Friday, September 05, 2008

Hearing the Voice

וַיֹּאמֶר יְהוָה אֶל-מֹשֶׁה, הִנֵּה אָנֹכִי
בָּא אֵלֶיךָ בְּעַב הֶעָנָן, בַּעֲבוּר יִשְׁמַע הָעָם בְּדַבְּרִי
עִמָּךְ, וְגַם-בְּךָ יַאֲמִינוּ לְעוֹלָם

9 And the LORD said unto Moshe - 'Look, I am about to come to you in a thick cloud, so that the people may hear when I speak with you, and they will also believe in you forever.' (Shemot 19:9)

Rambam in Hilchot Yesodei Hatorah chapter 8 comments –

ומניין שבמעמד הר סיניי לבדו, היא הראיה לנבואתו שהיא אמת שאין בו
דופי--שנאמר "הנה אנוכי בא אליך בעב הענן, בעבור ישמע העם בדברי עימך, וגם
בך יאמינו לעולם
מכלל שקודם דבר זה, לא האמינו בו נאמנות שהיא עומדת לעולם, אלא נאמנות שיש אחריה הרהור ומחשבה

How do we know that Ma’amad Har Sinai alone is the proof that his [Moshe’s] prophecy is unquestionably true? For it says – “'Look, I am about to come to you in a thick cloud, so that the people may hear when I speak with you, and they will also believe in you forever.” We see from this that before this experience, they did not have an eternal belief in him but rather one that with time doubts and thoughts [creep in].

In my last post, I quoted Rashba who elaborated on the virtues of skepticism basing himself on Rambam’s understanding of this Passuk. Here I want to focus on the things mentioned in this verse that were supposed to clear up the skepticism. Rambam (MN 2:33) notes that the verse reads בעבור ישמע העם בדברי עימך - so that the people may hear when I speak with you – which implies that they did not necessarily hear the words themselves, only that Moshe was spoken to by God. In fact, there is a verse that makes that clear.

יב וַיְדַבֵּר יְהוָה אֲלֵיכֶם, מִתּוֹךְ הָאֵשׁ: קוֹל דְּבָרִים אַתֶּם שֹׁמְעִים, וּתְמוּנָה אֵינְכֶם רֹאִים זוּלָתִי קוֹל.

12 And the LORD spoke unto you out of the midst of the fire; you heard the voice of words, but saw no figure only a voice. (Devarim 4:12)

The people did not hear the words themselves, just a voice – a sound. The word the Torah uses for this type of apprehension is קוֹל. What does “hearing” in this context mean? Is it a sensory experience or is “hearing” in the sense of understanding? In a discussion of the meaning of “face to face”[1] as in –

ד פָּנִים בְּפָנִים, דִּבֶּר יְהוָה עִמָּכֶם בָּהָר--מִתּוֹךְ הָאֵשׁ.

4 The LORD spoke with you face to face in the mount out of the midst of the fire- (Devarim 5:4)

Rambam in MN 1:37 comments –

“It פָּנִים is also a term denoting the presence and station of an individual… In the same sense the word is used in the following passage, "And the Lord spoke unto Moses face to face," which means as a presence to another presence without any intervening medium between them….In another passage, it explains, saying - “You heard the voice of the words, but saw no figure only a voice" (ib. iv. 12). Hence, this type of speaking and hearing is termed "face to face”… Thus it will be clear to you that the perception of the Divine voice without the intervention of an angel is expressed by face to face.”

The result of the experience of “hearing” God “speaking” is a perception that the person is standing face to face with Him. This type of “hearing” could be sensory if the speaking was a physical voice. However, when God “speaks”, Rambam tells us, it is only an apprehension by us that there is speech. God is transcendental and does not speak with a mouth and voice.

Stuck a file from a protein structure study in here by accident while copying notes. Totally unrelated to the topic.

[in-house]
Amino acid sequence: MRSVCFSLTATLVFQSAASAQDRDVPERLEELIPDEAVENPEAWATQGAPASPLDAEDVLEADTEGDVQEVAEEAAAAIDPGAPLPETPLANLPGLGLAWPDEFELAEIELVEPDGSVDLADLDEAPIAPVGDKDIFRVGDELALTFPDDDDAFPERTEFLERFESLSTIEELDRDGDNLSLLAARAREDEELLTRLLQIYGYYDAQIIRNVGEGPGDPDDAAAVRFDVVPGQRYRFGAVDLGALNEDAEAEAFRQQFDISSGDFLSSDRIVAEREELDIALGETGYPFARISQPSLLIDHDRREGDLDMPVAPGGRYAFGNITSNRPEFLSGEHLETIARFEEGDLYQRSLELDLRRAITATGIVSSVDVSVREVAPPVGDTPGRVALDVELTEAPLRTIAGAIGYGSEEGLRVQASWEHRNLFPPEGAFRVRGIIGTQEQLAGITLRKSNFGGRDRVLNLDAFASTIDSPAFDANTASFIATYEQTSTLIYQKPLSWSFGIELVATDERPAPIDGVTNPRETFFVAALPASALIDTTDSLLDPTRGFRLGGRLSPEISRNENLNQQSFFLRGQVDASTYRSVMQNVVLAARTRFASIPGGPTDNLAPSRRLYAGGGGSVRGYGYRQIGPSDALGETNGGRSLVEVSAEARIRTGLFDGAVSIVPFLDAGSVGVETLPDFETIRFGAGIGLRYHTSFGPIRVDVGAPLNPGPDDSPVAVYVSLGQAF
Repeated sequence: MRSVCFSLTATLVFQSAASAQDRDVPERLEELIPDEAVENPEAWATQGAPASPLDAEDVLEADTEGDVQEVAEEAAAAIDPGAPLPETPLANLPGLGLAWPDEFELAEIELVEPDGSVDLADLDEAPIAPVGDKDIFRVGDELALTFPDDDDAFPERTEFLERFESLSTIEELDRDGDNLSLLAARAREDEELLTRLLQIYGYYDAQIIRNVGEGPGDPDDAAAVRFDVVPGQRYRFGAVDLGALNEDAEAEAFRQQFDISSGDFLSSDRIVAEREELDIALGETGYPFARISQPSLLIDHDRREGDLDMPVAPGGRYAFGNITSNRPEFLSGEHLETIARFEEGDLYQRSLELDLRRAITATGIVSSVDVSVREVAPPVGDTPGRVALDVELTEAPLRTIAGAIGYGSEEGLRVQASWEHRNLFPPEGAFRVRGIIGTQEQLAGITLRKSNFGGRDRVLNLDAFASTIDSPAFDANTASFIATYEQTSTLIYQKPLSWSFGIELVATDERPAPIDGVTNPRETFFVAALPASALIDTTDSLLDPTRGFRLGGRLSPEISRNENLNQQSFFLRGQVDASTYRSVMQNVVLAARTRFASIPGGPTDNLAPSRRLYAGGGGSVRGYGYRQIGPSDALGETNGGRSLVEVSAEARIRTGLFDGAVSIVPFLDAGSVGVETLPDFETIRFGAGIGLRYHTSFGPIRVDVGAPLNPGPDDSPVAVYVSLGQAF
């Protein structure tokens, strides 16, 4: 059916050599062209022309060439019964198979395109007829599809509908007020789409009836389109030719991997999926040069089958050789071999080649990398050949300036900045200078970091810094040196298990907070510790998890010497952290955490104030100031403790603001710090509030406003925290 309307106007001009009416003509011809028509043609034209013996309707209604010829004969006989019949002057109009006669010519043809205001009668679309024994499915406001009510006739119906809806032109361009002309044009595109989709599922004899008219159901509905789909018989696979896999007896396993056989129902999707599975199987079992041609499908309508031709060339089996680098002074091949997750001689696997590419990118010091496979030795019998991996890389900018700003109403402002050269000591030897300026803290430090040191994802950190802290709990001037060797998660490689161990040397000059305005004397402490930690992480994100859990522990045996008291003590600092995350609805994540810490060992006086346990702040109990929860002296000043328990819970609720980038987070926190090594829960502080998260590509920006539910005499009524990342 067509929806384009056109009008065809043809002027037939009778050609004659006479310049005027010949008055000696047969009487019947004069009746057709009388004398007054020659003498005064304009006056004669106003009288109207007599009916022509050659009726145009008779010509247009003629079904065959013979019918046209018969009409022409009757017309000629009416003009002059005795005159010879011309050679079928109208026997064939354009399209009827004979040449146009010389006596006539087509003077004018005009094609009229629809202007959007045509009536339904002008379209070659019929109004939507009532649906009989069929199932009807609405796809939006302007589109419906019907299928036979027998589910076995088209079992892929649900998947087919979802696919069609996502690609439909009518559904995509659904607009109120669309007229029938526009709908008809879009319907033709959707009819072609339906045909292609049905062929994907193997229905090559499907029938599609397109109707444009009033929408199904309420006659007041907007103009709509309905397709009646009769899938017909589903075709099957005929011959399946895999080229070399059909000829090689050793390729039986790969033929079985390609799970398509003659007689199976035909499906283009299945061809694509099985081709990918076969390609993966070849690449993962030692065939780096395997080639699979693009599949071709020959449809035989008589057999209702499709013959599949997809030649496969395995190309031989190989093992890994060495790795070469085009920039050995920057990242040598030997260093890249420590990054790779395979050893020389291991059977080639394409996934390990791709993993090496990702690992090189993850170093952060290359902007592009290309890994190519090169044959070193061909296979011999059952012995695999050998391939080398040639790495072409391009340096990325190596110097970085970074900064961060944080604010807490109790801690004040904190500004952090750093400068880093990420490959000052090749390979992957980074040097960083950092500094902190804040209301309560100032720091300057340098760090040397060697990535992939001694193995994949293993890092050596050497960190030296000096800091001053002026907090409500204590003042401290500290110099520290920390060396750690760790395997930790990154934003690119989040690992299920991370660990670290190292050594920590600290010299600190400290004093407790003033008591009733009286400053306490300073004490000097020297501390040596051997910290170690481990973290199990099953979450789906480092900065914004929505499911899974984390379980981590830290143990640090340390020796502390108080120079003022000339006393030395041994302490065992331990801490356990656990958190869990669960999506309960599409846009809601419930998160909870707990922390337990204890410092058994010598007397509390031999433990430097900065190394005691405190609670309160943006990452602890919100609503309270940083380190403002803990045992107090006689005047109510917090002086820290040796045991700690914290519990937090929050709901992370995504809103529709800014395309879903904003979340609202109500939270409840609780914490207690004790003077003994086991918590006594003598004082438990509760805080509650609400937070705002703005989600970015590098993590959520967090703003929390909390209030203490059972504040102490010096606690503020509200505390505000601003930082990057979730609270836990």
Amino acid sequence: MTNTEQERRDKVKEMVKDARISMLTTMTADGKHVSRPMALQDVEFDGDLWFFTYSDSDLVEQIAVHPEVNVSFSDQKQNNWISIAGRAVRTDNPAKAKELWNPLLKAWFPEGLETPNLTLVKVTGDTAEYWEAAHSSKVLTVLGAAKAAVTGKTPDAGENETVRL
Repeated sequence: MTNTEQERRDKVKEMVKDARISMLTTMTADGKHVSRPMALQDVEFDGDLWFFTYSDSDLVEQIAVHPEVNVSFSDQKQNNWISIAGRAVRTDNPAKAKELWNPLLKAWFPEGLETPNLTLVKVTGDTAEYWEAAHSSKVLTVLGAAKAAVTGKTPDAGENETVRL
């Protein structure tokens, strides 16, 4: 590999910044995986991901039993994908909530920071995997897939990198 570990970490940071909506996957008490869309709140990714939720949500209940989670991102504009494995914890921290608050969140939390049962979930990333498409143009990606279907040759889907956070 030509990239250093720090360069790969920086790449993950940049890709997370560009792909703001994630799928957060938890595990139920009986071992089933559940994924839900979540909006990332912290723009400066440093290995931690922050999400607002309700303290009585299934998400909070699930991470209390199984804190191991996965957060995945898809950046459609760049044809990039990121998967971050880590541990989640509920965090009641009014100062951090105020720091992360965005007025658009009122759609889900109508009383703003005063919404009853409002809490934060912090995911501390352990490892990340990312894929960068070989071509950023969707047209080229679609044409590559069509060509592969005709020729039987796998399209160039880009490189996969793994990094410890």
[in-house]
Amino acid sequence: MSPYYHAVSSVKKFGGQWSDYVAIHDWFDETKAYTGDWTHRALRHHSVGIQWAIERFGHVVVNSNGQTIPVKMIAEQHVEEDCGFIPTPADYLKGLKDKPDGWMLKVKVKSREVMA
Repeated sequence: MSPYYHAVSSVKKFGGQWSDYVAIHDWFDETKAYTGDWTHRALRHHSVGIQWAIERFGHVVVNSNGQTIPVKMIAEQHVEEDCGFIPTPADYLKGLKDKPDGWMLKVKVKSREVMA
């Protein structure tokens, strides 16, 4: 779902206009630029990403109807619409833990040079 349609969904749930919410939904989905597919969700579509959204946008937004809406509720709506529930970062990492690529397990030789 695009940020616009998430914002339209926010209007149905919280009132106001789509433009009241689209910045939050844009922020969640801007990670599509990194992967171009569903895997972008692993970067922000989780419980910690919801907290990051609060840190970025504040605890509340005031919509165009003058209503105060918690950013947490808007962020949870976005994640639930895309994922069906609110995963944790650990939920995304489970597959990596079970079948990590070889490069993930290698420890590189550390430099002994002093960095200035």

“… I do not think that I need explain to you the inadmissibility of the attribute of speech in reference to God. This is the case particularly in view of the general consensus of our community on the Torah being created. This is meant to signify that His speech that is attributed to Him is created. It was ascribed to Him only because the words heard by Moshe were created and brought into being by God, just as He created all the things that He has created and brought into being.… When we are told that God addressed the Prophets and spoke to them, our minds are merely to receive a notion that there is a Divine science which the Prophets attain… The two terms, when applied to God, can only have one of the two last-mentioned significations – will or volition, or a notion that has been grasped by the understanding having come from God. There is no difference whether the divine thought became known to man by means of an actual voice, or by one of those ways of prophecy which we shall make clear. We must not suppose that in speaking God employed voice or sound.” (MN1:65)

I have highlighted what to me is a very important statement. “Hearing” in the context of man who hears God is an apprehension. How that apprehension came to that man is irrelevant as long as he is sure that it is divine. What counts is that the person has apprehended some divine science and knowledge. Clearly when the people “heard” the voice, it was not a sensory experience but rather one akin to prophecy which we have seen is the result of an intellectual process. When the Torah says that the people “heard” God speak to Moshe, they experienced an apprehension that they could not translate into coherent words. Rambam in Yesodei Hatorah uses the following metaphor –

והקול מדבר אליו; ואנו שומעים: משה, משה--לך אמור להם כך וכך.

And the voice spoke to him and we “hear”, Moshe, Moshe go tell them such and such.

By themselves experiencing prophecy to an extent, the people were able to accept and understand that Moshe too has prophetic experiences though much more intense one, so much more intense that his prophecy was incomparable to theirs.

Following the rule that I set myself on length of posts, I will leave further discussion of the verse I started with here for another post. So far, we have seen that “speaking” and “hearing” the voice are not material or sensory but intellectual events. More to come on this subject especially Kol.

Shabbat Shalom.

[1] Note this is different from Peh el Peh – mouth to mouth.

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